In the Now

How mindfulness meditation taught me to appreciate the richness of my life

by Marcia Menter
woman meditating image

It’s not necessary to sit for hours on end. I shoot for about 20 minutes on the meditation cushion, an interval manageable for both my schedule and my lumbar spine. At their best, those minutes are a glorious time-out from time, in which each inward breath is as cool and sweet as vanilla ice cream. Even in the not-so-great sessions, when I can’t or won’t focus and my muscles complain, the time feels well spent. Failure is the same as success in vipassana; the only requirement is to show up and give it your best shot.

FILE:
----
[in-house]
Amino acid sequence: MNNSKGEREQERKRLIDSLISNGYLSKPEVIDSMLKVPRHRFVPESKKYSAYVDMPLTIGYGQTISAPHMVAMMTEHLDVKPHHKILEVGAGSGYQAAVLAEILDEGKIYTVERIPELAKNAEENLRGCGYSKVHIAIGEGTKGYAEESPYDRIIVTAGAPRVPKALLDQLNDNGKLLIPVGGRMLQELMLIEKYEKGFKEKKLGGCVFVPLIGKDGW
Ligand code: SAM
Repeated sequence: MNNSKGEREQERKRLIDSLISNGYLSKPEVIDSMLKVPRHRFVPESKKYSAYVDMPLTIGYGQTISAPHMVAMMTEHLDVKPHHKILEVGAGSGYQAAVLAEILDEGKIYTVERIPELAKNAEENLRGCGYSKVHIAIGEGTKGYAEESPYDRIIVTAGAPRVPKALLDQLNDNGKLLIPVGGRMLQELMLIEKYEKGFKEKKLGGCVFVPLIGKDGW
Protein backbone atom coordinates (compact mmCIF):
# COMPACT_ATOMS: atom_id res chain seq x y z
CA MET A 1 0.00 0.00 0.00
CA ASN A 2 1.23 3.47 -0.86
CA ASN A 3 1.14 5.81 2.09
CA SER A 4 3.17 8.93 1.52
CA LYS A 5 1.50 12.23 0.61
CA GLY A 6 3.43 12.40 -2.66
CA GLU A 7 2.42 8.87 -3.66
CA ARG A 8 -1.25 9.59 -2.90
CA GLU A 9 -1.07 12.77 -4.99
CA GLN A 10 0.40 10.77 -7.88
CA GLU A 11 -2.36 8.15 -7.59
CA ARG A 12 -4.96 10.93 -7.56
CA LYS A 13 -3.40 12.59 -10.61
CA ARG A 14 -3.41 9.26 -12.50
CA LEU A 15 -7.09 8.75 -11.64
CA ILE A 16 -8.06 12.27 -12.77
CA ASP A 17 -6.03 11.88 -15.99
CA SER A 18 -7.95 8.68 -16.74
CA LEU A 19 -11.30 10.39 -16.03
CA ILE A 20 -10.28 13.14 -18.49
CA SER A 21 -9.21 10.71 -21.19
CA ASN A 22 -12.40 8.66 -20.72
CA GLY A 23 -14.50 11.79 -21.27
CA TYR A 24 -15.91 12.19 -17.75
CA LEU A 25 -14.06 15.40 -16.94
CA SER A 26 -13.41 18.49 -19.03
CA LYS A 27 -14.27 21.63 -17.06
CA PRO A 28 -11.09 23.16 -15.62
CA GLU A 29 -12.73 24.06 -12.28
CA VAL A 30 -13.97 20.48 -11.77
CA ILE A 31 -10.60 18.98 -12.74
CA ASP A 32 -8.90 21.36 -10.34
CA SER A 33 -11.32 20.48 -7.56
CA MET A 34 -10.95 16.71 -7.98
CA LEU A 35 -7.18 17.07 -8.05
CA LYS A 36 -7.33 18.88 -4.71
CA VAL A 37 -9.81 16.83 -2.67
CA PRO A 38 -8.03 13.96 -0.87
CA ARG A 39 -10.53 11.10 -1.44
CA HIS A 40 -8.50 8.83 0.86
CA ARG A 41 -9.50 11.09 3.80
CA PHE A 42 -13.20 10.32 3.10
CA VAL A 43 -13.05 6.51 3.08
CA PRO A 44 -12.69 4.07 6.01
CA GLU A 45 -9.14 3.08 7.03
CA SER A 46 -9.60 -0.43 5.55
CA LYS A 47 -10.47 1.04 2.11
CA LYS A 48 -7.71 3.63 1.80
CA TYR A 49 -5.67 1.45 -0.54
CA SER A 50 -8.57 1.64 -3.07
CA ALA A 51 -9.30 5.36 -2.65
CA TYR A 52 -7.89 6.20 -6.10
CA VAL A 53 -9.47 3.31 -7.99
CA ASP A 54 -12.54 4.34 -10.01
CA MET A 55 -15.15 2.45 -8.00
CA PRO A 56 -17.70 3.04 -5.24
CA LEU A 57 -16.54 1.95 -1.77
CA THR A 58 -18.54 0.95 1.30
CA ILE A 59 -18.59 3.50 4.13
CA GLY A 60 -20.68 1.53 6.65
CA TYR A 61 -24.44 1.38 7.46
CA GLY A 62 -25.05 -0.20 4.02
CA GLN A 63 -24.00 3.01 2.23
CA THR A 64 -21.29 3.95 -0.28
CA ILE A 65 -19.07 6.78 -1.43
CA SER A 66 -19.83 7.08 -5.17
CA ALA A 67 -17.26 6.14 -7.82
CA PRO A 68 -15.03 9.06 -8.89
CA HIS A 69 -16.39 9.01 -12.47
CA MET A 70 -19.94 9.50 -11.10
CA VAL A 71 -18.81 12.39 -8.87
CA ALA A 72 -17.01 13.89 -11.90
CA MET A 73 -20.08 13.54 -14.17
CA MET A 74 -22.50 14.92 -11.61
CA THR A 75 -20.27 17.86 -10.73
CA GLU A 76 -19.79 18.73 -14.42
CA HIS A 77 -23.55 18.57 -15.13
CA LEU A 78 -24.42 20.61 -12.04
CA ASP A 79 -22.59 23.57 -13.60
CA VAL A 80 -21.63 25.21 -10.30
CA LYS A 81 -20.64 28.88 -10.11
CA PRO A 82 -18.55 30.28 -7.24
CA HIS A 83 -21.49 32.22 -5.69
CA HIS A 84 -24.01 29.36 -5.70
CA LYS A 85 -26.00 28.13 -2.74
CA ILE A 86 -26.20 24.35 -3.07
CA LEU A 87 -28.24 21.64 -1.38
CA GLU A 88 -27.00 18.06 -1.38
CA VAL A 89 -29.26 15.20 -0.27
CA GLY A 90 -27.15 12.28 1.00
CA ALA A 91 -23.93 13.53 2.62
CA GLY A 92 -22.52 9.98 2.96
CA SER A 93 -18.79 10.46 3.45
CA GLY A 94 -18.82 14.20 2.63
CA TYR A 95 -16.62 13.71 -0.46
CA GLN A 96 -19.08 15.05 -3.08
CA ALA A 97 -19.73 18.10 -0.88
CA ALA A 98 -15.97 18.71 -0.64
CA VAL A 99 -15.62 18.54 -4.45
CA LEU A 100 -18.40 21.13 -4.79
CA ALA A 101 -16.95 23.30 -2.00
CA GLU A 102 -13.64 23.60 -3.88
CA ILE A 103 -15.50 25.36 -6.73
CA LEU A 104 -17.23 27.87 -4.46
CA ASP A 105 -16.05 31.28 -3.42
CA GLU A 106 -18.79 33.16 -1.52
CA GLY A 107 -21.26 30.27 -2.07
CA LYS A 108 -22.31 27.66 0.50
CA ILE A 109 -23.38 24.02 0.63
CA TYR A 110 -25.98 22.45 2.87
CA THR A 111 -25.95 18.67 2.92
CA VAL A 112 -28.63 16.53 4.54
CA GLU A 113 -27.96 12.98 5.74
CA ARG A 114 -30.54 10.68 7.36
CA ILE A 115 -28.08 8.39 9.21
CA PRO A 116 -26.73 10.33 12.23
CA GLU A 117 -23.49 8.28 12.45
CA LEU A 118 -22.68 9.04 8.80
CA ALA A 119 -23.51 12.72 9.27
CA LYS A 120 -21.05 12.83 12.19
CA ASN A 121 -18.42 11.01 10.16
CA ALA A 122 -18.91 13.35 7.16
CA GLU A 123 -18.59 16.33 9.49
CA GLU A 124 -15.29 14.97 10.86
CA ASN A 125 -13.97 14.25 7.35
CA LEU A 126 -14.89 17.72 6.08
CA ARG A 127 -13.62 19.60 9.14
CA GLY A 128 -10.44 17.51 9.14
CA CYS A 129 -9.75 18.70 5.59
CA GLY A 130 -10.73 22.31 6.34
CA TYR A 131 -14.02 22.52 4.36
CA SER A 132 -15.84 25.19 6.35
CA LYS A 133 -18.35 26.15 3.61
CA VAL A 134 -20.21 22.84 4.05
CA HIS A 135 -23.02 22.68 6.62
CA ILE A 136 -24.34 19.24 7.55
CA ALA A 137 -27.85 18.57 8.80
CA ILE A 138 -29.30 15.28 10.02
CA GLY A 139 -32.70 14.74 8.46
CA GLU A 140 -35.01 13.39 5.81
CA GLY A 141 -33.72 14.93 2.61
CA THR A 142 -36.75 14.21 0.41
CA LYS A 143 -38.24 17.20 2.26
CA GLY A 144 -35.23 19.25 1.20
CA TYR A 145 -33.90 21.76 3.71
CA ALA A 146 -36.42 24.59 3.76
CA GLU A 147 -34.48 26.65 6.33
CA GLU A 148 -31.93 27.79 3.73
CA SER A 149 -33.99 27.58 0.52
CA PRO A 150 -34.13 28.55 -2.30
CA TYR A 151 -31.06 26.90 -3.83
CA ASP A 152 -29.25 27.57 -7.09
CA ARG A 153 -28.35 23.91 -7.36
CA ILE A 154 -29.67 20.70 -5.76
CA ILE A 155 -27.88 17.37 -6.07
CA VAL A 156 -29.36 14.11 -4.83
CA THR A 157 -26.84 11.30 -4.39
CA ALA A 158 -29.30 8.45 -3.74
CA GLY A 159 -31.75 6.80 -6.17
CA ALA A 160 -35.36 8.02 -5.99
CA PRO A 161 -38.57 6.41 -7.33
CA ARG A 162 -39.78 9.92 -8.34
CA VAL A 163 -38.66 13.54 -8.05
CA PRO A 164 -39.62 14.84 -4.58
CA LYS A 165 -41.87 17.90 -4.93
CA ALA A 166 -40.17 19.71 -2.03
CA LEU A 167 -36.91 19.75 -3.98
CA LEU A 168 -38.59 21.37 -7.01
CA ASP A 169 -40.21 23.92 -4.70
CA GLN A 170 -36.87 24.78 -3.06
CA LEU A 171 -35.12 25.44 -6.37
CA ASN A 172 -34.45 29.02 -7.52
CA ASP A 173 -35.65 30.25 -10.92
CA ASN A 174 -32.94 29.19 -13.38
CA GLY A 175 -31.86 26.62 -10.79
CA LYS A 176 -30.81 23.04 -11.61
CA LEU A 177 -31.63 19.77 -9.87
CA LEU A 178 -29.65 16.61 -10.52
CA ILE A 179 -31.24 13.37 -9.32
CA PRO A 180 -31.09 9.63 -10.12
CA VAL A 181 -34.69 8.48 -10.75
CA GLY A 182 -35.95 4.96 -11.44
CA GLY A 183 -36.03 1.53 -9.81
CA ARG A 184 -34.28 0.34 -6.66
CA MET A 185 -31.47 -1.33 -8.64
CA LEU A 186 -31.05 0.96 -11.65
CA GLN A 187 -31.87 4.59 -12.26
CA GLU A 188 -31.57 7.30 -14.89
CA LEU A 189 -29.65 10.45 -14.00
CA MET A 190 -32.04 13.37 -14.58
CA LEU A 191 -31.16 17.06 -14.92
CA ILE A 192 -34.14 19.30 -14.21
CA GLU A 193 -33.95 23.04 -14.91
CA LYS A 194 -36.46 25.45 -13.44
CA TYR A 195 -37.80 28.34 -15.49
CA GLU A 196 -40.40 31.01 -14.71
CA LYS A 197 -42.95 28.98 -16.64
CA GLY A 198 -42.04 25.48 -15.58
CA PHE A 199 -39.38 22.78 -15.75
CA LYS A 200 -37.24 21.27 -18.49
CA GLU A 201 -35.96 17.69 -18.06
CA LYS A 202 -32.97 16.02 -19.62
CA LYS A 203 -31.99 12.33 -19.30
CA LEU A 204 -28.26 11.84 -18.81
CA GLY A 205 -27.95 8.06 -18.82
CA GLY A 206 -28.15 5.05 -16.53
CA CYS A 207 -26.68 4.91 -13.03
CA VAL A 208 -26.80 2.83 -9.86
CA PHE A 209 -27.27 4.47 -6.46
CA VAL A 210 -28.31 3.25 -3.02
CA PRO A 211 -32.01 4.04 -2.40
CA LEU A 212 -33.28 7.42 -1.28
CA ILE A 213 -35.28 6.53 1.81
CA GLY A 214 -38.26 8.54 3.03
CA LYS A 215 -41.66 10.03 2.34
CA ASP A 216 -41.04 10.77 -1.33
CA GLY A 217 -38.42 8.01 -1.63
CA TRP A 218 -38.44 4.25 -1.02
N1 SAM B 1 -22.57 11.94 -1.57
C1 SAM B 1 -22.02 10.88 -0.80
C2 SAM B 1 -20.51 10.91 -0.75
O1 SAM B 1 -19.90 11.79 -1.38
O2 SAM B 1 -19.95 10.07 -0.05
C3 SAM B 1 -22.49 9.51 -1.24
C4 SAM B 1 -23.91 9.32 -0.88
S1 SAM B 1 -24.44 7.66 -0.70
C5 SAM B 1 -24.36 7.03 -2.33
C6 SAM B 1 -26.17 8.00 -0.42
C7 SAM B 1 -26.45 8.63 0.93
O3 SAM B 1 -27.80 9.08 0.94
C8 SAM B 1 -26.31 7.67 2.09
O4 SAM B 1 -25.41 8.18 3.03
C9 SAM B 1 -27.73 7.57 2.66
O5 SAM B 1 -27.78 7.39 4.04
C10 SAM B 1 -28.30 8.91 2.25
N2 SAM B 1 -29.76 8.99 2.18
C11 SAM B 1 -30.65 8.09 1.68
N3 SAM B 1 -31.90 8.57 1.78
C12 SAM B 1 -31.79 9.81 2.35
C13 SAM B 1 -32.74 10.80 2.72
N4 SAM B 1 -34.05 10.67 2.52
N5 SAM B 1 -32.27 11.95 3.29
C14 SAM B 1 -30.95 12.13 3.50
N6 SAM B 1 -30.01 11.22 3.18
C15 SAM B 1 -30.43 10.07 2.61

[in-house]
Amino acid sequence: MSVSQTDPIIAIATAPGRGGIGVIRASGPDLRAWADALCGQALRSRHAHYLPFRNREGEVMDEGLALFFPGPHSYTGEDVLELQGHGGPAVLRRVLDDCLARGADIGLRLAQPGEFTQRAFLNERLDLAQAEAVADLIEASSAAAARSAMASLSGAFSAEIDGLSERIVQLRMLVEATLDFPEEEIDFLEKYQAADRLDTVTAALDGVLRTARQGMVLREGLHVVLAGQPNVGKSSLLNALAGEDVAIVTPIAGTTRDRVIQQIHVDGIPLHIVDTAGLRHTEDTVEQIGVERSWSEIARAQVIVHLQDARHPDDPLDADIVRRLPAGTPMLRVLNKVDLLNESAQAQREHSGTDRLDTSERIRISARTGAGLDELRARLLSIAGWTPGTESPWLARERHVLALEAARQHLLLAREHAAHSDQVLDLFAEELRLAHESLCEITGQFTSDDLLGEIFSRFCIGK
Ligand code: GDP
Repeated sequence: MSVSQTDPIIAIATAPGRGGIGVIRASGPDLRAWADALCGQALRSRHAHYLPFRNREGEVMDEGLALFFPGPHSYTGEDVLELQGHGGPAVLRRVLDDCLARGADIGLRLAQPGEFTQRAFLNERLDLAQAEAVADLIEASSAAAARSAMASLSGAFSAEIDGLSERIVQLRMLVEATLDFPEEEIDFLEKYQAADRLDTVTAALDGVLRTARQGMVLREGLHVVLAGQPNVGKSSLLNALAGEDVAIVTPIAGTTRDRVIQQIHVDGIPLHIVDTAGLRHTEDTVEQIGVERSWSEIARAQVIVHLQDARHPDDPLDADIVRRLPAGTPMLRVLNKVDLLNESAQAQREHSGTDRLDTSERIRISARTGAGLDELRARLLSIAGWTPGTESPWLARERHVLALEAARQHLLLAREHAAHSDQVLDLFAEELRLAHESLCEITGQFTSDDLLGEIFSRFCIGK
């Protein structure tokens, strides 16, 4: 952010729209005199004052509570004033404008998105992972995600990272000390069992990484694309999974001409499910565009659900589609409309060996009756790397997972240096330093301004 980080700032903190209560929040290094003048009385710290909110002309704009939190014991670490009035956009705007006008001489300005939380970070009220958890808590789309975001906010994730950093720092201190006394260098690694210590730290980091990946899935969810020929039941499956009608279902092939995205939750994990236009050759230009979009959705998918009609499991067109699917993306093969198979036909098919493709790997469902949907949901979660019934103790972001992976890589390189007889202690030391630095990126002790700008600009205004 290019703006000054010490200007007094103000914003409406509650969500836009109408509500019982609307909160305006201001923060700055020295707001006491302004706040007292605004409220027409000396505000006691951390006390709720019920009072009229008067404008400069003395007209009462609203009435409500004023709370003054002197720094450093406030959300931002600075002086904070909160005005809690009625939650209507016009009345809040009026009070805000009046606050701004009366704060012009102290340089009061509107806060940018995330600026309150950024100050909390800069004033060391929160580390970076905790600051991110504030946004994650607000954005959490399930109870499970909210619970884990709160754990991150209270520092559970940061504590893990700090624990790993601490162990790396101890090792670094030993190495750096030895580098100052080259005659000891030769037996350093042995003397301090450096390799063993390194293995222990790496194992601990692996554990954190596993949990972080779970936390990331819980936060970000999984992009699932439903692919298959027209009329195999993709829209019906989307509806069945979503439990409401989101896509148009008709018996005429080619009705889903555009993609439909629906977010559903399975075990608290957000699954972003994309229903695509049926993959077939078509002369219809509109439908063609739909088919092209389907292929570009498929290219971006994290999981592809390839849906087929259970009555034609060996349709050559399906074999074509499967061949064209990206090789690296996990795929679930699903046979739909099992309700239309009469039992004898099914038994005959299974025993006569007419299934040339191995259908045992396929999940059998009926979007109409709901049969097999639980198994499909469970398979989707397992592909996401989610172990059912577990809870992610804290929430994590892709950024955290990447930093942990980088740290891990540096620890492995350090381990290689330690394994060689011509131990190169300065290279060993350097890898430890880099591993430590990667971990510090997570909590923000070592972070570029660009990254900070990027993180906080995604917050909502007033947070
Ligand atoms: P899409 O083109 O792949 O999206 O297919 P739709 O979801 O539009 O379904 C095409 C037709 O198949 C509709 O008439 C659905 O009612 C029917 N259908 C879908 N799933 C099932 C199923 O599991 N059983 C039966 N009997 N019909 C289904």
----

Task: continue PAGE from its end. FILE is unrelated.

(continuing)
The mere act of focusing my attention, breath by breath, changes the texture of my day. After I meditate, time seems to expand. I see myself more clearly. I notice the way I habitually push and scold myself—and realize that’s a pretty silly way to live a perfectly lovely life. If only for a moment, I can let myself be as I am: Right here. Right now.

 

MARCIA MENTER is the author of a self-help book, The Office Sutras: Exercises for Your Soul at Work, and a poetry collection, The Longing Machine (HappenStance Press).

Photo courtesy of AISPIX by Image Source/Shutterstock.com

Related stories: A Loophole in Time, by Diane Ackerman

Reflections on 30 Years of Meditating, by Susan Stiffelman

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Originally published in the April 2012 issue

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